With hospitals occupied, Covid-19 patients are dying at homeAt least four persons died in home isolation over the past few days, as they could not find hospitals that would take them in.
Thakur Singh Tharu & Rupa Gahatraj
On Monday evening, a 69-year-old man of Khajura Rural Municipality Ward No. 2 in Banke complained of difficulty in breathing. He died on his way to a hospital in Nepalgunj the same night.
The man had stayed in home isolation after testing positive for Covid-19 on Sunday. Since Bheri Hospital in Nepalgunj and Nepalgunj Medical College Teaching Hospital in Kohalpur were fully occupied, he chose to self-isolate at home. His family took him to the hospital for treatment only after his condition worsened.
Another 55-year-old Covid-19-infected man in Ward No. 3 of Khajura, who had stayed at an isolation centre of Khajura Rural Municipality, died on Saturday. Family members of the deceased say he died for want of treatment at the isolation centre.
After showing symptoms similar to that of Covid-19, the man had been taken to Nepalgunj-based Teaching Hospital for treatment. But health workers at the hospital did not admit the patient citing bed shortage, according to the family of the deceased. He was then admitted to the isolation centre on April 30.
“Only two employees are on duty at the isolation centre and there are no doctors. My father did not receive proper treatment,” Anil Tiruwa, the deceased’s son, told the Post. “My father had low concentration of oxygen. He died for want of treatment.”
The number of Covid-19 patients in Banke staying in home isolation has increased in recent weeks, according to health workers. As many as 3,559 patients are staying in home isolation across the district.
In Nepalgunj Sub-Metropolitan City alone, currently, as many as 1,290 people are staying in home isolation, according to the City office. Of the 23 wards in the sub-metropolis, ward 10 has the highest figure with 235 people staying in home isolation.
Since mid-April when the second wave of the pandemic hit the country, a total of 6,840 persons from Banke have tested positive for the coronavirus, according to the data at the Ministry of Health and Population.
Almost all Covid-19 designated health institutions in Banke have been overcrowded with patients and most hospitals are reeling under a shortage of oxygen and ventilators.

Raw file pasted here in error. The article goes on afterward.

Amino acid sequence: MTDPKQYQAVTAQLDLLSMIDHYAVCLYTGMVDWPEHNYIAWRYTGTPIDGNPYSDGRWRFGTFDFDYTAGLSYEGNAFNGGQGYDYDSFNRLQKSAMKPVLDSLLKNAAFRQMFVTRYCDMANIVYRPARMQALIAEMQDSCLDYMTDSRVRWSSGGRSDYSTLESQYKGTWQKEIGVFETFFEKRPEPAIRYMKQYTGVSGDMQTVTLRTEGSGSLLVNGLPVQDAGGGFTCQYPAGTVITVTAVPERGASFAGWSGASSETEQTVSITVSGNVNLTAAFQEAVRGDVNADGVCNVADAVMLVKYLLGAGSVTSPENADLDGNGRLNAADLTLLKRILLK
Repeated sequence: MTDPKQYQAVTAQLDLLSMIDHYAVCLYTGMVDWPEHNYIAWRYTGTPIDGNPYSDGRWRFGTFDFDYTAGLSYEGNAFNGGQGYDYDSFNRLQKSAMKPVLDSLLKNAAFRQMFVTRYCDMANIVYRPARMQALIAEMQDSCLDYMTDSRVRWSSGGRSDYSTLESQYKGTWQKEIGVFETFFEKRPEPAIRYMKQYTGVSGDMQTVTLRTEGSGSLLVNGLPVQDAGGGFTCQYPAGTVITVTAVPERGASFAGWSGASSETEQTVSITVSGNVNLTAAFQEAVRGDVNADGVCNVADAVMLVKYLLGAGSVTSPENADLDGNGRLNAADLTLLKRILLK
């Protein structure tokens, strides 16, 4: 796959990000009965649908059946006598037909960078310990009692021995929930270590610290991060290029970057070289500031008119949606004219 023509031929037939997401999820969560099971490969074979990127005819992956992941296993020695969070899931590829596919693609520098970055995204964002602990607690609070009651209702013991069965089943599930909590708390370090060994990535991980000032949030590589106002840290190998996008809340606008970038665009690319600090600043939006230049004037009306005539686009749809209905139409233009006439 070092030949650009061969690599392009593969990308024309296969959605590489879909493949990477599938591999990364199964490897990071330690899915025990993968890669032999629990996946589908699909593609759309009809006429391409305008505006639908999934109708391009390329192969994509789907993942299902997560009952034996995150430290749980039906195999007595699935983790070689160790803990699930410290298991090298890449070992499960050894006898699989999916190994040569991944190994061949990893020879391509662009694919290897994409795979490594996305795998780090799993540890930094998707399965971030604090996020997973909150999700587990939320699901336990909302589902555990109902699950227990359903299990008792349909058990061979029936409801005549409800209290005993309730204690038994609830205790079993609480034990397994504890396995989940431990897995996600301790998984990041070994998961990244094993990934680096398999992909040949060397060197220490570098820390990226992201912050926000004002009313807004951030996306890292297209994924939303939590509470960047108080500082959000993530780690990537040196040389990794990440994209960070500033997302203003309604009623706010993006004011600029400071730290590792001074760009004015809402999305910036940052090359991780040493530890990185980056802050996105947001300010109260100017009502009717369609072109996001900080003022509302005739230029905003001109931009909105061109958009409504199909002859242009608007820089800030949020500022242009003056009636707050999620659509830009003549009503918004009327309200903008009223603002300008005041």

Health workers are overwhelmed in hospitals as patients continue to arrive.
The sub-metropolis has set up an isolation centre at the White House Hotel for those with mild Covid-19 symptoms. Another isolation centre with oxygen beds has been set up at Ramlila Maidan.
A 51-year-old man of Ward No. 5 in Baijanath Rural Municipality, who had stayed in home isolation after testing positive for Covid-19 on April 25, also died last week. He died while being taken to a hospital, according to family members.
On April 29, a 32-year-old woman of Khajura Rural Municipality Ward No. 7 also died of Covid-19 at Bheri Hospital. She had been staying in home isolation after testing positive for Covid-19 on April 23. According to health workers at Bheri Hospital, her condition had already worsened when she arrived at the hospital six days after testing positive for the virus.
Health workers of the respective local units should be deployed to inquire about the condition of those staying in home isolation. According to the health guidelines of the Ministry of Health and Population for the isolation of Covid-19 patients, health workers of the local units concerned should call or send text message to Covid patients at least twice a day to keep track of their condition.
But Ram Bahadur Chand, the health unit chief at the Nepalgunj Sub Metropolitan City, said that monitoring the conditions of the people in home isolation has been difficult due to a shortage of staff.
“The health workers of the respective ward office follow up on the people staying in home isolation. We refer patients to Covid-19 wards if their condition is found to be serious,” said Chand.
Deputy Mayor Uma Thapa Magar of Nepalgunj said the local unit has instructed health workers to regularly inquire about the condition of people in home isolation, provide them with counselling and have them admitted to hospitals whenever needed.